1. “Marketing is the social process by which individuals and groups obtain what they need and want through creating and exchanging products and value with others.” — Philip Kotler 

This is more of an old-school, college-professor definition, which while accurate, is fairly cold.  I think the “social process” part diverts attention from the business side, and “individuals” sounds more clinical than “customers” which is the gold standard in many of these definitions. 

  1.  “Marketing is the process whereby society, to supply its consumption needs, evolves distributive systems composed of participants, who, interacting under constraints – technical (economic) and ethical (social) – create the transactions or flows which resolve market separations and result in exchange and consumption.” – Bartles 

This is even more a college-professor definition.  The idea of society evolving distributive systems seems to take the shine off of the inventiveness and initiative of individual marketers. 

  1. “Marketing is any contact that your business has with anyone who isn’t a part of your business. Marketing is also the truth made fascinating. Marketing is the art of getting people to change their minds.  Marketing is an opportunity for you to earn profits with your business, a chance to cooperate with other businesses in your community or your industry and a process of building lasting relationships.” — Jay Conrad Levinson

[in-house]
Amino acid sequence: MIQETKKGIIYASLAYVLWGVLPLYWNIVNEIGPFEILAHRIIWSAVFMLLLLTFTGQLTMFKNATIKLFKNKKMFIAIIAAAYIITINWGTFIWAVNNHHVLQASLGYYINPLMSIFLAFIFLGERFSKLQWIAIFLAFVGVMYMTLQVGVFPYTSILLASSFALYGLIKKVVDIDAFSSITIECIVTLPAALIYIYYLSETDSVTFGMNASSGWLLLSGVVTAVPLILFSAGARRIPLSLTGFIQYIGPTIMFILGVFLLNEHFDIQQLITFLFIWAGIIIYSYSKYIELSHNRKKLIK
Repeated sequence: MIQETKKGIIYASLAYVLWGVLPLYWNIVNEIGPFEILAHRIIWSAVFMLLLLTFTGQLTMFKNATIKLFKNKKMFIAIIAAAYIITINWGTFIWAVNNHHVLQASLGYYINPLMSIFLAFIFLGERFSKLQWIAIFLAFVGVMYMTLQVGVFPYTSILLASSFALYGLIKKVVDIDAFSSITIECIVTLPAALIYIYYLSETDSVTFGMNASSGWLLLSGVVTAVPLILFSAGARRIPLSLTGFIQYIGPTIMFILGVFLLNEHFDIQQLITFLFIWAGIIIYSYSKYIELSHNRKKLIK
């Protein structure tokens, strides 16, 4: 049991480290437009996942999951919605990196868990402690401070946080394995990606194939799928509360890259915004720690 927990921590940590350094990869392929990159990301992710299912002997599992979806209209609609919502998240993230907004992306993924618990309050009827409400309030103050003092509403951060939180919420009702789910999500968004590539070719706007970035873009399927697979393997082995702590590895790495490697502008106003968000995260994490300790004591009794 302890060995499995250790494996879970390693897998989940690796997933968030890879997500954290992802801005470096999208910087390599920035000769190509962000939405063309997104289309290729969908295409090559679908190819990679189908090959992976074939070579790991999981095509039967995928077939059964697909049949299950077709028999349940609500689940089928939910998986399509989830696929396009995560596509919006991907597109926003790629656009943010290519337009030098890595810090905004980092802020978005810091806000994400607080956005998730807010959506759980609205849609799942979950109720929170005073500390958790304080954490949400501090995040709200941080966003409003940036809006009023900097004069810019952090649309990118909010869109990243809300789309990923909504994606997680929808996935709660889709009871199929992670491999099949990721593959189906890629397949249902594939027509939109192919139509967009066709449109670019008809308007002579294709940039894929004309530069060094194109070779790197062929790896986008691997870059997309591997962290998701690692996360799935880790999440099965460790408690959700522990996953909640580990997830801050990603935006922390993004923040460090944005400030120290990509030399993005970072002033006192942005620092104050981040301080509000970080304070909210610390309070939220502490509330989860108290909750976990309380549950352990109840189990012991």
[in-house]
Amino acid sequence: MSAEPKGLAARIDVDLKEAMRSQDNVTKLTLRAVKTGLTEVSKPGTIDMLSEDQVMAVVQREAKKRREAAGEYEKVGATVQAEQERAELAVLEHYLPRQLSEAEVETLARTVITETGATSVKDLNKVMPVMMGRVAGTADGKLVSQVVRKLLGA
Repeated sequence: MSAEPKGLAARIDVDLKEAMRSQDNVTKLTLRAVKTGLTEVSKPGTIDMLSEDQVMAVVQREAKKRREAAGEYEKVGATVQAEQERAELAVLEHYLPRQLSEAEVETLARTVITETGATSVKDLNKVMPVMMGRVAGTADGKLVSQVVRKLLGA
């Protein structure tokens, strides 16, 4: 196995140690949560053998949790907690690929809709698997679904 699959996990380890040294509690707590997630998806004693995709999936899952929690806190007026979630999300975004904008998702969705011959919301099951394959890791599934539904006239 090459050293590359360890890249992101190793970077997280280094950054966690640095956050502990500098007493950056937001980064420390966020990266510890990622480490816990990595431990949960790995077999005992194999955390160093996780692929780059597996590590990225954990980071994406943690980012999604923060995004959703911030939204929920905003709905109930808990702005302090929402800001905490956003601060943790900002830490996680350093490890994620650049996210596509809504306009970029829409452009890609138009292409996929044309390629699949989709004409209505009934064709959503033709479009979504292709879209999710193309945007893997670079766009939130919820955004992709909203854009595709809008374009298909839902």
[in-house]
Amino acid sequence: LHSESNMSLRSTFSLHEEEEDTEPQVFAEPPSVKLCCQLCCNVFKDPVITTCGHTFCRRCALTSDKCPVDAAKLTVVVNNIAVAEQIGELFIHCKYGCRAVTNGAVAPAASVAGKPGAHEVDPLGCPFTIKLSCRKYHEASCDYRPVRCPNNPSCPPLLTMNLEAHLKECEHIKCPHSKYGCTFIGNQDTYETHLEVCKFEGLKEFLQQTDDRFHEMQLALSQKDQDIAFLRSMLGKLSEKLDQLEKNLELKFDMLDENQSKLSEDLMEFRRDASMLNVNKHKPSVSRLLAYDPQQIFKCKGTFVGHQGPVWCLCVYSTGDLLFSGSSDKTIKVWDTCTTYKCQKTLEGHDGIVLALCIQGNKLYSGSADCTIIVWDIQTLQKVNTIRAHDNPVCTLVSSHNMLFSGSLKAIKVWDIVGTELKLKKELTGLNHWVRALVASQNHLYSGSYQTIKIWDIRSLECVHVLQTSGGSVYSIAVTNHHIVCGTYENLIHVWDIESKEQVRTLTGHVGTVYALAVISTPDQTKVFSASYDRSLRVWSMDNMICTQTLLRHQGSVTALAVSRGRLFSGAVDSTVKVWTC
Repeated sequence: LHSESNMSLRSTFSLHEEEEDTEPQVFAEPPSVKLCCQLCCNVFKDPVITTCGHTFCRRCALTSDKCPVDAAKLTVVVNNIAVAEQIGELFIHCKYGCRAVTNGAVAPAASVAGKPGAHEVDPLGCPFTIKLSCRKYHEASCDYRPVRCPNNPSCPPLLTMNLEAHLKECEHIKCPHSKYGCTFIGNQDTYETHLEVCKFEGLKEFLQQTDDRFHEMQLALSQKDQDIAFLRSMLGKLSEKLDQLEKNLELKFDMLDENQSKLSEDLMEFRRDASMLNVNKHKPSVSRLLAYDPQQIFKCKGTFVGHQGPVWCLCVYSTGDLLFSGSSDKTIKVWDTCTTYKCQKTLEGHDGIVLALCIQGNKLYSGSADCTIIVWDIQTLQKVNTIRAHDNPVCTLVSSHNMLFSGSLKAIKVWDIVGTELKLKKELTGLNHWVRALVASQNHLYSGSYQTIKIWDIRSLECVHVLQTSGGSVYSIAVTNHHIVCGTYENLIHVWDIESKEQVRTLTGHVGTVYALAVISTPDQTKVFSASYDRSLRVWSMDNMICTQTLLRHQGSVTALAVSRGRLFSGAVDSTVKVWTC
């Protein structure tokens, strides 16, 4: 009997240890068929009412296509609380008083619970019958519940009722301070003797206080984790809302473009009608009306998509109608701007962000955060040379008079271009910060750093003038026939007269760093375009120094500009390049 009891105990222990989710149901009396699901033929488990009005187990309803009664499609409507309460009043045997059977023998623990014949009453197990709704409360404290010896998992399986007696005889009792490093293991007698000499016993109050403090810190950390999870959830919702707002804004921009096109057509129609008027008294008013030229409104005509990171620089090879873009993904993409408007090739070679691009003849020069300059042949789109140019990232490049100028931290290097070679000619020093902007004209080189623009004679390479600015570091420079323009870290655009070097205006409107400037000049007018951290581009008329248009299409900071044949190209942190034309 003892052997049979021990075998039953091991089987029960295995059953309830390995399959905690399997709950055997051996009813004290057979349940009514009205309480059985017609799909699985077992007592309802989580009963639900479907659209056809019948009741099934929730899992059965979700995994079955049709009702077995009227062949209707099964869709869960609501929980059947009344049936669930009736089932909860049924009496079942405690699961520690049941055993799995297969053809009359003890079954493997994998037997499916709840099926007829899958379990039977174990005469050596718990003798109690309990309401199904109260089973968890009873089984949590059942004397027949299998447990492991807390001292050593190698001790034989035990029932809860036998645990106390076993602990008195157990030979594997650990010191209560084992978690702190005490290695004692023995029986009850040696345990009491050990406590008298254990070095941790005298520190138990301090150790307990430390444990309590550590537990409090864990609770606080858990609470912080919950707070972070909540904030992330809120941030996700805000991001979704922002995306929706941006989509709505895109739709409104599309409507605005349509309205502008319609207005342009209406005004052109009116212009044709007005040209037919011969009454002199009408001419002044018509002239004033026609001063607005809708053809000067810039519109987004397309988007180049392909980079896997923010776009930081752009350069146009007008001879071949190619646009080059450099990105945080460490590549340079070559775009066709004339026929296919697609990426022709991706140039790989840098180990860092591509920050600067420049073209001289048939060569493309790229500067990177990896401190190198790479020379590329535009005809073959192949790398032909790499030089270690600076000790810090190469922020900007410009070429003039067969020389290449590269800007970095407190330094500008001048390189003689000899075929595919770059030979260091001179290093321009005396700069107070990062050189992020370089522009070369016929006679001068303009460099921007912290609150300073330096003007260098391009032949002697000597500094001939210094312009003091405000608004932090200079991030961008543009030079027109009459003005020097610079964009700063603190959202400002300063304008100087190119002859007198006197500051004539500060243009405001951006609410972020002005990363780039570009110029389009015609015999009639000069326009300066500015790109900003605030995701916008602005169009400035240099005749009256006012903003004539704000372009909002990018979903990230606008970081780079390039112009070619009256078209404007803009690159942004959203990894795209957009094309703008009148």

This is just part of a passionate rant by Jay Conrad Levinson of Guerilla Marketing fame, which highlights the role of persuasion in marketing. 

  1. “Marketing is getting someone who has a need to know, like and trust you.” — Jon Jantsch (of Duct Tape Marketing fame) 

Jantsch’s definition also picks up on Levinson’s theme of persuasion, at an even more personal level than Levinson. 

  1. Marketing is “The management process responsible for identifying, anticipating and satisfying customer requirements profitably.” — The Chartered Institute of Marketing 

I like how the CIM’s definition is so concise and yet so all-encompassing, and how marketing’s job is to take care of the customer, while making a buck, too. 

  1. “Marketing is the process of anticipating, managing, and satisfying the demand for products, services, and ideas.” — Wharton School, University of Pennsylvania 

This too-concise definition is nearly identical to the CIM definition right before it, without the management, the profitability, and especially the customer.  So I like the CIM definition better. 

The underlying thread in many of these definitions that resonates most with me is that marketing’s job is to understand what the customer needs and then to provide it – and that the job of marketing goes beyond the marketing department.